The initiative is being overseen by John Pleasants, a gaming veteran who managed Disney’s mobile services and gaming business before joining Samsung as executive vice president of media solutions in June. While the initial business model for the service, which could also include music, isn’t clear, over time the company is looking to create media services for which it could charge a few dollars a month, said one of the people briefed.
Possibly might work in South Korea; can’t see it getting any traction in the US or Europe. Nokia used to think it could charge people a few dollars a month for mapping services, which is why it bought Navteq for $8.1bn in 2007, two years after Google Maps launched and a year before Android did. Nice timing, Nokia. Similarly, “short-form video” is already plentiful – and free.
So we calculated Khalid’s new average of net income per hour over the five weeks I had access to by distributing his two largest expenses of being an Uber driver (rent and insurance) of approximately $641.67 over hours worked per week and subtracted that hourly expense from the net income per hour based on his pay stubs. His original average hourly net income without expenses was $32.90. Accounting for two weeks where he was technically in debt and could not cover both his rent AND insurance because he did not make enough, Khalid’s new average including expenses was a net income of $10.36.
Even drivers who own their vehicles and don’t have to worry about rental payments still come up against concerns.
Telling that NY general manager Josh Mohrer, who offered reporters the chance to verify his claims that Uber drivers make an average of $25 per hour (before expenses) is being investigated by Uber for allegedly tracking Bhuiyan.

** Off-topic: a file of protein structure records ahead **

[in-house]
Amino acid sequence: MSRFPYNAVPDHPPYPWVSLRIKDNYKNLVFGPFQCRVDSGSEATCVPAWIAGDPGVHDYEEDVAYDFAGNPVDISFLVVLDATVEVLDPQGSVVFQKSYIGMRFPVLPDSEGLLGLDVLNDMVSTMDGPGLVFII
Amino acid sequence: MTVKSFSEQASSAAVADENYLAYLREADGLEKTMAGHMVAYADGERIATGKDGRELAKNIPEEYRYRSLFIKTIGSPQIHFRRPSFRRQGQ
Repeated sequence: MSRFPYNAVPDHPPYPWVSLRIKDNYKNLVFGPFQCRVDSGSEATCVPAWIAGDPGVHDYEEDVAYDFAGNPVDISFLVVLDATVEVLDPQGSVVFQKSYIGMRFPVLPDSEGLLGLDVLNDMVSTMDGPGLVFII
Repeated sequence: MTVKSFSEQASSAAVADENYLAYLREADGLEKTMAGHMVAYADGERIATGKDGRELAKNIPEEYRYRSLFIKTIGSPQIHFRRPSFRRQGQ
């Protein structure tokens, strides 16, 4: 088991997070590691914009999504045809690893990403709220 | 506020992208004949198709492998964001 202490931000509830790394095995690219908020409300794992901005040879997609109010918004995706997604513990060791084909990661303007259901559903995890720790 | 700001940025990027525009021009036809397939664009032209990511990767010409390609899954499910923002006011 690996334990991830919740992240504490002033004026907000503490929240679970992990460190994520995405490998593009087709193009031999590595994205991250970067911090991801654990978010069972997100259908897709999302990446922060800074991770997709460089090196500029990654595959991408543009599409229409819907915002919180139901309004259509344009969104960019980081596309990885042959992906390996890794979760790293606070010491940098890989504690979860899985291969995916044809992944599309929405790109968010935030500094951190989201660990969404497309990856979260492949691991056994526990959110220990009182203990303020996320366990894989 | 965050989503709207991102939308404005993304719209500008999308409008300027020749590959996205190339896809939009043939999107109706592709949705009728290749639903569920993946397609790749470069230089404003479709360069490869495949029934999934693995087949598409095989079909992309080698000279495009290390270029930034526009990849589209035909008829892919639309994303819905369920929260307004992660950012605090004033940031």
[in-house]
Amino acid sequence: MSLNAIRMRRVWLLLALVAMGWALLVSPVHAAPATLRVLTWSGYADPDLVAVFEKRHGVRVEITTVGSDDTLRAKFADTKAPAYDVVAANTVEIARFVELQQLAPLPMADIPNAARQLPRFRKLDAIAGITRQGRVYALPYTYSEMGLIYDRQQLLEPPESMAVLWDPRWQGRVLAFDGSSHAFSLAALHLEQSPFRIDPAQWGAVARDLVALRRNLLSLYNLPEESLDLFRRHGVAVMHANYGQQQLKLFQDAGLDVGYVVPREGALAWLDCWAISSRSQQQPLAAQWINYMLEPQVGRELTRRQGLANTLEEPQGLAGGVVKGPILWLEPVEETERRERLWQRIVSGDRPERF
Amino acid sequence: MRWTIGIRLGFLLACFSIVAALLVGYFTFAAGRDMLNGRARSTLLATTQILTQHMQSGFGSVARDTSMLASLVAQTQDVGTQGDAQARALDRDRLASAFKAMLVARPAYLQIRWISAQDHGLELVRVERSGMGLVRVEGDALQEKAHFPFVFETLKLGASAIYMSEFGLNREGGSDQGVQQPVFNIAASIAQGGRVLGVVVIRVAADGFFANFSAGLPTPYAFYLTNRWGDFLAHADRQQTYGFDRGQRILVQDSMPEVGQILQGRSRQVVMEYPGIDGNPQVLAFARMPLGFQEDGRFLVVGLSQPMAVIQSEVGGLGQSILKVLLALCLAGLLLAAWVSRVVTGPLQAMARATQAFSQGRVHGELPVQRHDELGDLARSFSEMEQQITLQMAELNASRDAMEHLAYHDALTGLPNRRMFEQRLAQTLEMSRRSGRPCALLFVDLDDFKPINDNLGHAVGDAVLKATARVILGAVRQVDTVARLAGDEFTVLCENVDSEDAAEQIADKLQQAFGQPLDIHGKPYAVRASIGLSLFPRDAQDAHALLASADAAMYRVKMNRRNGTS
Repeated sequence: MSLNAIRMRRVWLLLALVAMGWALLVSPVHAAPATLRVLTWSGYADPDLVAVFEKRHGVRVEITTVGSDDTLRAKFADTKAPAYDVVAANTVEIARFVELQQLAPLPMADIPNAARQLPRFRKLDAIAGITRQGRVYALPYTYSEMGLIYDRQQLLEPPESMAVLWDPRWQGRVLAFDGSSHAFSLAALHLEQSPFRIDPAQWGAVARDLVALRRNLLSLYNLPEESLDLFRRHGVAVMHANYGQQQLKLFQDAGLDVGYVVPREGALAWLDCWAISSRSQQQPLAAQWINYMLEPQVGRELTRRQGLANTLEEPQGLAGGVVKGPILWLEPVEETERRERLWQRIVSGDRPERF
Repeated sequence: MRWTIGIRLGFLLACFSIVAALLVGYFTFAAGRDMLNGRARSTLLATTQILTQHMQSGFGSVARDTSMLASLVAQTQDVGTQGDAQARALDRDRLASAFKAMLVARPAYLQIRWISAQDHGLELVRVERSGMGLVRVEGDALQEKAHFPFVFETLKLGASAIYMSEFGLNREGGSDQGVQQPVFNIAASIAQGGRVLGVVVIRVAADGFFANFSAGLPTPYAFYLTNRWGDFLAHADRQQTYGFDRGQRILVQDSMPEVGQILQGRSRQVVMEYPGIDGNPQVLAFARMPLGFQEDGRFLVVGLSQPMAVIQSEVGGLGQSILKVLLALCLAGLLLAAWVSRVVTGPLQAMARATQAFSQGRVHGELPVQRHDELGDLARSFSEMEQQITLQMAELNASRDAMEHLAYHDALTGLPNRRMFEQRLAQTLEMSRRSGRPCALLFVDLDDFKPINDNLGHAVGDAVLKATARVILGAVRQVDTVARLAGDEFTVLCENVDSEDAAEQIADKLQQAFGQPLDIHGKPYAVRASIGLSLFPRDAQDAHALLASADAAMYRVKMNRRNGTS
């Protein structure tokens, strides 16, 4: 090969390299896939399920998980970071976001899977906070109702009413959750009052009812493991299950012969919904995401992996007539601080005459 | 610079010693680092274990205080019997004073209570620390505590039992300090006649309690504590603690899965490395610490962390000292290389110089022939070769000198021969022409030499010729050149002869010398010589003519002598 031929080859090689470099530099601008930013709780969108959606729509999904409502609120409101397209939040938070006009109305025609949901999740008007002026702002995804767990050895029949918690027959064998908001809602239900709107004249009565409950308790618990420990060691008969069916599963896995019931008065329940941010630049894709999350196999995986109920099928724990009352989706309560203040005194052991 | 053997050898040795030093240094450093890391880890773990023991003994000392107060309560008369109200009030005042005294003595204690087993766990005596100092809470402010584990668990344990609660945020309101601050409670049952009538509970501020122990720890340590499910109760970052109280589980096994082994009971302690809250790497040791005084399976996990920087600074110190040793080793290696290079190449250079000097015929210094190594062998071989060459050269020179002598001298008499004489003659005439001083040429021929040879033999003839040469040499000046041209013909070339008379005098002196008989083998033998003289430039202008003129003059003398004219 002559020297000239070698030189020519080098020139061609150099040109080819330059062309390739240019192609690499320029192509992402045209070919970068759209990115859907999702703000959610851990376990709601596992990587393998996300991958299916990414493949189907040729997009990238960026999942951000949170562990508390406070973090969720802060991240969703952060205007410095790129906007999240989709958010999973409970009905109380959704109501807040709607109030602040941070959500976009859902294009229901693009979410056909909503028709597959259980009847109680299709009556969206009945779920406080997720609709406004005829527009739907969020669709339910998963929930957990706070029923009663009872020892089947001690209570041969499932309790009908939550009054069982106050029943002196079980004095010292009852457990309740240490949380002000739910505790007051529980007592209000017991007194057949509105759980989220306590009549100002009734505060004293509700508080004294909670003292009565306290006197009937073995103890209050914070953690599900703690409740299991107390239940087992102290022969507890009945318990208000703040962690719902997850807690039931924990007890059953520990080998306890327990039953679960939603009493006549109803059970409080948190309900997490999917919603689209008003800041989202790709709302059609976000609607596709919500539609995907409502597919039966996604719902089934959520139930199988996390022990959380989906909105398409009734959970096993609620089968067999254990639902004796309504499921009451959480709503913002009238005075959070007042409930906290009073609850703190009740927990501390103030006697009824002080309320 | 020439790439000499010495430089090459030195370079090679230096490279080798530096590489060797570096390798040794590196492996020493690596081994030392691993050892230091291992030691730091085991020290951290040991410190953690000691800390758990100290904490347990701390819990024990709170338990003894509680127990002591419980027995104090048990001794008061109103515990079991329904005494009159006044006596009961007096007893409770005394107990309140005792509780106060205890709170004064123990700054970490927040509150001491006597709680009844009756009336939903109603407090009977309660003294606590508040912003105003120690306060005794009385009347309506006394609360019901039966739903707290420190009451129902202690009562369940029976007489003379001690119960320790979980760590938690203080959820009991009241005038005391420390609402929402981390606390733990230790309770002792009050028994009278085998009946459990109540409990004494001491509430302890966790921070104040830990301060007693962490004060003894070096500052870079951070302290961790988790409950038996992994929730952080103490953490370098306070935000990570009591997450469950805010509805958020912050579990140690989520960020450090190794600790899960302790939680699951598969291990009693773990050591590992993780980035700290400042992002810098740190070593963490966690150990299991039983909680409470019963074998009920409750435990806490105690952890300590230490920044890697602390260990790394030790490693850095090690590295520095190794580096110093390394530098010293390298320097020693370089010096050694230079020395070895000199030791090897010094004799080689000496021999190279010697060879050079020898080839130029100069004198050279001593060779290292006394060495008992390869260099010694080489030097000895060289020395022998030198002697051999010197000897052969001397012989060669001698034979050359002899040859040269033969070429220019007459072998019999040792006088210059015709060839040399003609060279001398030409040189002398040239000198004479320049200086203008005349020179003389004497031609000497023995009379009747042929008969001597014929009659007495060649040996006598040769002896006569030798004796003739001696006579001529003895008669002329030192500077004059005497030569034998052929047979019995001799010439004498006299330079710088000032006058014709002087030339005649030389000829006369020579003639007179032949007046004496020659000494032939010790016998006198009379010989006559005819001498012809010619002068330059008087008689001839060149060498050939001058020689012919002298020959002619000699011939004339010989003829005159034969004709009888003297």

I deleted the Uber app months ago over its tactics against Lyft. It seems that every day brings another reason to make its icon do the bee dance on your phone screen before you zap it.
Holders of GT Advanced’s notes, including Aristeia Capital and an affiliate of Wolverine Asset Management, said in court papers that the “extraordinary allegations against Apple … call into question the adequacy of the settlement agreement.”
The noteholders cited allegations that Apple breached its contract and acted unfairly as GT Advanced’s lender. The noteholders also said Apple’s claims on GT Advanced’s equipment may be unsecured. This would put Apple among the last creditors to be paid, not the first as Apple’s deal anticipates.
Apple has denied GT Advanced’s allegations. In court filings, Apple has called the accusations “scandalous and defamatory” and “intended to vilify Apple and portray Apple as a coercive bully.”
Likely to run and run. (Reminder: I wrote about the travails at GTAT last week.)
Matthew Garrahan and Tim Bradshaw:
Apple’s revamped Beats service will operate on a paid subscription model. The service, which is likely to be rebranded under the iTunes label, will form part of a three-pronged music strategy for Apple, alongside downloads and iTunes Radio, which it launched in 2013. The trio will challenge not only Spotify, whose paid streaming service has more than 10m subscribers, but also Pandora and Soundcloud.
Apple is preparing to put its new Watch on sale in early 2015, to which the new music push could be linked.
200m iTunes accounts, and many more iPhones than that in use. Obstacles: song/artist licensing (Beats and iTunes Radio are both only available in the US); price; getting those already on subscription services to switch.
Techcrunch’s Josh Constine originally reported this in late October, but the FT adds timing (March) and the app install.
More than 50 million Lumias activated, 320,000 apps in store and more interesting Windows Phone stats from Microsoft >> WM Power User
[Microsoft] also revealed [at a blogger conference] there were 320,000 apps in the store, up from 300,000 in August 2014.
Another very interesting item was that 50m Lumias have been activated to date [worldwide]. While this does not tell us how many Windows Phones are still in use, with Lumias being more than 90% of Windows Phones in use according to AdDuplex, it does set some kind of upper limit.